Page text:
The New Flora of Bedfordshire
The new Flora of Bedfordshire has now been published, following years of recording by members of the Society.
For Bedfordshire it follows in a long line of such works, from Charles Abbotís Flora Bedfordiensis in 1798, to James Saundersí Field Flowers of Bedfordshire of 1911 and, more recently John Donyís masterly Flora of Bedfordshire of 1953 and Bedfordshire Plant Atlas of 1976.
The authors, Chris Boon for the flowering plants, and Alan Outen for the mosses, have each spent many years studying their fields of natural history, and are not only recorders for the county, but are also involved with their respective national societies. The flora is the culmination of more than 20 years of a comprehensive programme of recording in the county by the BNHS.
There are introductory chapters on many aspects pertaining to the flora of the county including geology, soils, conservation of the countryside and changes in the flora over the last 50 years. Also given are accounts of the history of botany in Bedfordshire, and an overview of the botanical hotspots.
Significant records are listed, and the distribution maps for each of the 2,250 species that have ever been recorded in the county show their presence in areas of 2x2km. A unique feature is the indication on the maps of the distribution data from an earlier survey in the 1970s by John Dony, the distinguished former county botanist, showing clearly the changes that have taken place.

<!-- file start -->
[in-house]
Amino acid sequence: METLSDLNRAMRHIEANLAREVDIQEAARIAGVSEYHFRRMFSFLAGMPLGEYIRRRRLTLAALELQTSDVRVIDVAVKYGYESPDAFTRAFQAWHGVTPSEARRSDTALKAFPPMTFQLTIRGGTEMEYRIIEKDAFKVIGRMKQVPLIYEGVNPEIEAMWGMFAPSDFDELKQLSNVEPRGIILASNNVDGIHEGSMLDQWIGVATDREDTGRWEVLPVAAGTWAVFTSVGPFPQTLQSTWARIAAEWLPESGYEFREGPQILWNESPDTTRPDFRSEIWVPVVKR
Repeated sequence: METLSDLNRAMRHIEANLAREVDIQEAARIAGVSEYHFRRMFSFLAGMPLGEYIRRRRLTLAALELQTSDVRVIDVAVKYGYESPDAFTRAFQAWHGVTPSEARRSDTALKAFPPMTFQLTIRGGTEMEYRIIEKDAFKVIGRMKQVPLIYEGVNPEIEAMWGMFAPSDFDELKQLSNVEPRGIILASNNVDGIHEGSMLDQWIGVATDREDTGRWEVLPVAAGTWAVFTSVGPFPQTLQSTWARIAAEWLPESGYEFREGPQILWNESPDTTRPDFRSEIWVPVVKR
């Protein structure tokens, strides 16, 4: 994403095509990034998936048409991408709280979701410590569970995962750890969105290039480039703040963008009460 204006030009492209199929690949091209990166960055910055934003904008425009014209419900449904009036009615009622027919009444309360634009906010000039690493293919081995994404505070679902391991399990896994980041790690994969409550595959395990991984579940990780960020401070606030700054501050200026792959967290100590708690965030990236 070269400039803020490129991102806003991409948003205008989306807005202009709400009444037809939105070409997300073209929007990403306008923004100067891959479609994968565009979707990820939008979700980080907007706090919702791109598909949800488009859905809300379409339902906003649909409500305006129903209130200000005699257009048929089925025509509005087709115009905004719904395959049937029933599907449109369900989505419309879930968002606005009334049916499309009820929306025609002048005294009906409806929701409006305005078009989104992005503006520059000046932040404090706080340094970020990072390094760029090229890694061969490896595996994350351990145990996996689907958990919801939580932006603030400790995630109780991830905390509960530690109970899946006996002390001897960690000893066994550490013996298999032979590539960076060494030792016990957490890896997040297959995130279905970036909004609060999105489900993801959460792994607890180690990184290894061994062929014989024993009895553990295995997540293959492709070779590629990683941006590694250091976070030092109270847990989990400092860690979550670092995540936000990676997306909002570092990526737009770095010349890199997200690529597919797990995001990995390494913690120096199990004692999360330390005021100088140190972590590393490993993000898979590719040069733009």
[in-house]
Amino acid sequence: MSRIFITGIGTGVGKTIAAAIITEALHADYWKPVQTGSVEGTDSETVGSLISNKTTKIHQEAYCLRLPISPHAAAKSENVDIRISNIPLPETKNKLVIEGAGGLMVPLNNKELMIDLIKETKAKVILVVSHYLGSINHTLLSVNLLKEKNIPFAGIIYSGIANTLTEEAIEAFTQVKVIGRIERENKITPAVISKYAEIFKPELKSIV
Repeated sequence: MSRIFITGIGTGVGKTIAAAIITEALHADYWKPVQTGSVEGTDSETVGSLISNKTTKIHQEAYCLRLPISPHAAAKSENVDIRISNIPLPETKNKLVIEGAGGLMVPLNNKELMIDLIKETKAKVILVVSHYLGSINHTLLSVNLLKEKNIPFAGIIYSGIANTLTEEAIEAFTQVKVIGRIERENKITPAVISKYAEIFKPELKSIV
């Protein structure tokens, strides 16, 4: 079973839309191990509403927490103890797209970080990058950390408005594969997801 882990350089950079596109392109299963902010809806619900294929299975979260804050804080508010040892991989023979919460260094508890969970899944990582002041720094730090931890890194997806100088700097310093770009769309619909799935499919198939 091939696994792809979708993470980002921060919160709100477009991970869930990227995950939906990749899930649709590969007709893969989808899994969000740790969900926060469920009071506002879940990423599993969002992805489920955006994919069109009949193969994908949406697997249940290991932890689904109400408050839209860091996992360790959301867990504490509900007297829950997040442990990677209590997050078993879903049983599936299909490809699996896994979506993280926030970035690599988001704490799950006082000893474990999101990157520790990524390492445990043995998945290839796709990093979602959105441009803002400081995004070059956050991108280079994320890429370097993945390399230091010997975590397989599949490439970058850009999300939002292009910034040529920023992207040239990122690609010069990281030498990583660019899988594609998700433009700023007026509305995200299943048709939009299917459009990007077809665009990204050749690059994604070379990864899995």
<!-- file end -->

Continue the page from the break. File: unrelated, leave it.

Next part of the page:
Recording for the main flora has been ongoing since 1987, led by the BNHS county recorder Chris Boon. A Flora Group was established in the 1990s to focus on the targeted recording of plants across the county, including seeking out previous locations of rarer plants. About 100 people have contributed records, many of whom are members of the BNHS, with 10 core volunteers who have carried out much of the recording. About 400,000 records have been generated enabling a production of a comprehensive atlas of the presence and distribution of plants across the county. Recording for the mosses has been ongoing from 1970 - 2010.
Contribution to conservation
The botanical records are invaluable to conservation and wildlife management. All the individual records gained have been sent to national and local biological record centres to ensure that they are available to be used in national atlases, national research projects, identification of key wildlife sites and for conservation and management.